I never get bored with dressed green salads. After years of having it regularly, both as a side-dish and a starter, I am always excited at the discovery of a new dressing, especially when warm spring days arrive and salad leaves are bought with higher frequency. This miso vinaigrette is simple, but original in its creamy consistency and quite complex taste it owes to miso. I have written below a short recipe, but to put it simply, it’s a traditional mustard vinaigrette with miso used instead of mustard. Accidentally this salad was a perfect company for the recently posted Chicken with Soy Sauce, Garlic and Molasses.
Miso has been frequently appearing on my table (see below) for several years now, but I have never thought of putting it into a vinaigrette. I have found this excellent and obvious idea in Japanese Farm Food by Nancy Singleton Hachisu, an American married to a Japanese farmer and living in rural area for several decades. The book contains both classic recipes and Nancy Singleton’s own inventions based on local ingredients. It is also full of stories about family, neighbours, local producers and, in general, describes life in the Japanese countryside. The book is a particularly compelling read, a beautiful object, a good source of recipes and I strongly advise it to all the Japanese cuisine fans, even novices because the majority of the recipes are easy and clearly explained.
For those who haven’t tasted miso (味噌), it’s a thick paste made by fermenting soybeans and/or barley or rice and one of the most important ingredients of the Japanese cuisine (Korean and Chinese cuisines use very similar pastes too). Miso is packed with protein, vitamins and minerals and some people claim it even helps to fight the radiation sickness. In Japan miso has three main colour types: white (shiromiso), red (akamiso), black (kuromiso), and there is also mixed miso (awasemiso). The only downside of miso is that is can be very high in sodium, so look for special “low sodium” misos (some high quality misos don’t even have this mention, but are less salty). Whatever the salt content, white miso has always a milder taste, so it’s a good idea to start one’s adventure with light-coloured miso. Apart from the three basic colours, there are myriads of different misos, depending on the brand or producer, the ingredients, the region…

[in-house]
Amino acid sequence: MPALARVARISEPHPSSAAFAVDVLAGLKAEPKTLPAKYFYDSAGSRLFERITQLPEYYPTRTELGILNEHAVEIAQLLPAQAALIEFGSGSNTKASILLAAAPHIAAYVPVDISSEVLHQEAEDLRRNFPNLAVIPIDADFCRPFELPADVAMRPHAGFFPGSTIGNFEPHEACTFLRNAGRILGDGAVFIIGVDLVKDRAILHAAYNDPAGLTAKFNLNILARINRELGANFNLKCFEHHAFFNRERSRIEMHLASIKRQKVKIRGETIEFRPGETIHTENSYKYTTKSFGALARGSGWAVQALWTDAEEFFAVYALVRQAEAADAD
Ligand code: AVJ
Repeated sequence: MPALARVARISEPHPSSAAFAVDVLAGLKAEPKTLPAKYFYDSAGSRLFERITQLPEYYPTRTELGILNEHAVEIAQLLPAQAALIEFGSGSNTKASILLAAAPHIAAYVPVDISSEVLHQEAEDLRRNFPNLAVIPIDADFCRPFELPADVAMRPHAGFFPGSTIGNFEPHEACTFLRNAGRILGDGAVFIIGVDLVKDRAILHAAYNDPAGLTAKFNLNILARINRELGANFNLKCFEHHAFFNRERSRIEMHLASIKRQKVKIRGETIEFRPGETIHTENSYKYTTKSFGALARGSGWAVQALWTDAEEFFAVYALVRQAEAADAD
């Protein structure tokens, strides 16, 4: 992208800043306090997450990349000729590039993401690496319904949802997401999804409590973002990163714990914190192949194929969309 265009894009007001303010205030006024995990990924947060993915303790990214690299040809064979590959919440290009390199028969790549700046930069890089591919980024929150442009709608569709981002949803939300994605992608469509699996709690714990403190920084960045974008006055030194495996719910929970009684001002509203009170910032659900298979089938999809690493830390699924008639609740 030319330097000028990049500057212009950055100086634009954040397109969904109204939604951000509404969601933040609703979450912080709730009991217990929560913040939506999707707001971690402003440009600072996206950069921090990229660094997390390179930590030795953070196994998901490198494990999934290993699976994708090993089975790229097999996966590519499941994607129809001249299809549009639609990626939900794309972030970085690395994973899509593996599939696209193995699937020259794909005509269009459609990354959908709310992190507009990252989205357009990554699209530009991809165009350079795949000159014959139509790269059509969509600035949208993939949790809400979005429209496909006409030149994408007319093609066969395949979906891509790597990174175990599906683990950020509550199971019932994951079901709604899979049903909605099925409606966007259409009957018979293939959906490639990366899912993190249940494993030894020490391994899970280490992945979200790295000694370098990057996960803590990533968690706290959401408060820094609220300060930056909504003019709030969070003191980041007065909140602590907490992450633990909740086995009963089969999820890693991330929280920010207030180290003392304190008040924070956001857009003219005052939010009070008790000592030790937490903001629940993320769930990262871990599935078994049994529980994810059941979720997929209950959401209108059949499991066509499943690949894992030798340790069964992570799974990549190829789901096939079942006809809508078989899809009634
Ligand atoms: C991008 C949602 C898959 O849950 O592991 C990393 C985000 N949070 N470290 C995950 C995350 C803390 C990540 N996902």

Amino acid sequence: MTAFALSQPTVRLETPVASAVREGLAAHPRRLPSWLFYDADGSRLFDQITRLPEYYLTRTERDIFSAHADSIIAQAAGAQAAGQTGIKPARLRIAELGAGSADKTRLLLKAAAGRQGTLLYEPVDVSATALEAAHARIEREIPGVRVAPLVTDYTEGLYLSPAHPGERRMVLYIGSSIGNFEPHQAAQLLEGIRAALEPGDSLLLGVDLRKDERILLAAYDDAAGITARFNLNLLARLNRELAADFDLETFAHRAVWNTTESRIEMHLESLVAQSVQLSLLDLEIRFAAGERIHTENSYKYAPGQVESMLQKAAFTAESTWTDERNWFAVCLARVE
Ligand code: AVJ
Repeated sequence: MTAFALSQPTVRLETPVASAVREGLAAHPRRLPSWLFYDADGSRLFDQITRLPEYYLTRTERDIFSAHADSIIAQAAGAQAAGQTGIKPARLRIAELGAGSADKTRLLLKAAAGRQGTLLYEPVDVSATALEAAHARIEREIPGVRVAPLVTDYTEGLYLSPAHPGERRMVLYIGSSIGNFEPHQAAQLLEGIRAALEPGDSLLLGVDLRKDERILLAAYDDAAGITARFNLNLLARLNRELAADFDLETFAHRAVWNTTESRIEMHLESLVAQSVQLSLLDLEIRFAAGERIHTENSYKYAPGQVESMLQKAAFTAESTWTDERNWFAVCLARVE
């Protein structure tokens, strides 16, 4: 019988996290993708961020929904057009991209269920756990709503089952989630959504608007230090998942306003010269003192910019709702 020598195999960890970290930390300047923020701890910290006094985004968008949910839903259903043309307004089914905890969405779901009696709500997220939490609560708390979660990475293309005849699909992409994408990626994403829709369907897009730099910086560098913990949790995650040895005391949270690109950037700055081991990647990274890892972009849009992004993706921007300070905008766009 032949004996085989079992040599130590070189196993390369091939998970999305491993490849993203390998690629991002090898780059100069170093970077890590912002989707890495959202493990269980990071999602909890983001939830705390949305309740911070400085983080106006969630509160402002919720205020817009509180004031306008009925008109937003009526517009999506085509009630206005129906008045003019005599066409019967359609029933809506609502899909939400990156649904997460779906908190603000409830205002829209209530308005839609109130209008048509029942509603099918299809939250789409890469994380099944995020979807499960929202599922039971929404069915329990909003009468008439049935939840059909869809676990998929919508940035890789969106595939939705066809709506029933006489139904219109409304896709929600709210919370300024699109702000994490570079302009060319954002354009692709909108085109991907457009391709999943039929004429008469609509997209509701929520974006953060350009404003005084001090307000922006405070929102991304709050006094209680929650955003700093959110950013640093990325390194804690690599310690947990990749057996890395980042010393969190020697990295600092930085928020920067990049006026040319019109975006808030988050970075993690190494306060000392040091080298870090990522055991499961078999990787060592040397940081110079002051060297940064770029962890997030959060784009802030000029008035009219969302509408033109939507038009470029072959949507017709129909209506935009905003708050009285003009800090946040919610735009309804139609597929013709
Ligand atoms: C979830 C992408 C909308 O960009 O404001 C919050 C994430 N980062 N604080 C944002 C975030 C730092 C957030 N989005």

If you have bought a tub of miso and wonder what to do with it, you might like:
And if you look for other salad dressing ideas, you might be interested in my recent delicious and very unusual discovery:
Apparently I am not the only one who eats more salads at the arrival of spring. This week Nami (Just One Cookbook) has posted a gorgeous seaweed salad and a miso (!) dressing, while Gourmantine (Gourmantine’s Blog) has presented no more no less but eight salad dressings. Visit their blogs for more inspiration!
TIPS: The below amounts should only be treated as approximate and adjusted to your taste, the miso kind or brand. (I have slightly modified the original amounts too). I have added some agave syrup to mellow the flavours (not present in the original recipe), but it’s not necessary.
I don’t like my salads drown in sauce, so double the below amounts if you prefer a very moist, rich salad.
Preparation: 10 minutes
Ingredients (serves two – three):
1/3 lettuce head, washed and torn into smaller pieces
(cucumber, tomatoes or any other raw vegetables cut into pieces)
3 heaped teaspoons miso of your choice (I wouldn’t advise the very dark, strong miso)
2 teaspoons oil
4 teaspoons rice vinegar
(1 teaspoon syrup or honey in case you need to adjust the taste; I have used agave syrup)
In a glass combine well the vinaigrette ingredients.
Place the salad leaves and other vegetables in a bowl and pour the miso vinaigrette over them just before serving.